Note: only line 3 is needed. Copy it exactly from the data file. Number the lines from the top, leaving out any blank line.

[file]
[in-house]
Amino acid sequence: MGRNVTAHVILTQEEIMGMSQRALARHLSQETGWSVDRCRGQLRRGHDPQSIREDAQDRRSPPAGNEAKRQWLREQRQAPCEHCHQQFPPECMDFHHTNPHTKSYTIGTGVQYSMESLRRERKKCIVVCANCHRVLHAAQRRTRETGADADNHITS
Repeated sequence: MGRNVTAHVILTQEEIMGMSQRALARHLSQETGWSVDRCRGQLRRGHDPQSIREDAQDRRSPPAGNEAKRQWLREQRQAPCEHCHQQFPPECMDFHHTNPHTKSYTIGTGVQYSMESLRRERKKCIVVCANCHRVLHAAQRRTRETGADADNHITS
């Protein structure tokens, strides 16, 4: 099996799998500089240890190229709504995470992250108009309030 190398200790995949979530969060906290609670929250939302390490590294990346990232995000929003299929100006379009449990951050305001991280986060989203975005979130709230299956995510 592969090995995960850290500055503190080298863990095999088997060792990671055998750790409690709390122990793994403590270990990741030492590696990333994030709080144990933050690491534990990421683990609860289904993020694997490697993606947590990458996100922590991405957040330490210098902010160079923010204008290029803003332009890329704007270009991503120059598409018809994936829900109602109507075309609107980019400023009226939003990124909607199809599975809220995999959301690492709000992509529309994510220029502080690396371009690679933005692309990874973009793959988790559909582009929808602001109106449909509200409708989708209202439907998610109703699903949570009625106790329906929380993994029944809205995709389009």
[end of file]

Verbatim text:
Repeated sequence: MGRNVTAHVILTQEEIMGMSQRALARHLSQETGWSVDRCRGQLRRGHDPQSIREDAQDRRSPPAGNEAKRQWLREQRQAPCEHCHQQFPPECMDFHHTNPHTKSYTIGTGVQYSMESLRRERKKCIVVCANCHRVLHAAQRRTRETGADADNHITS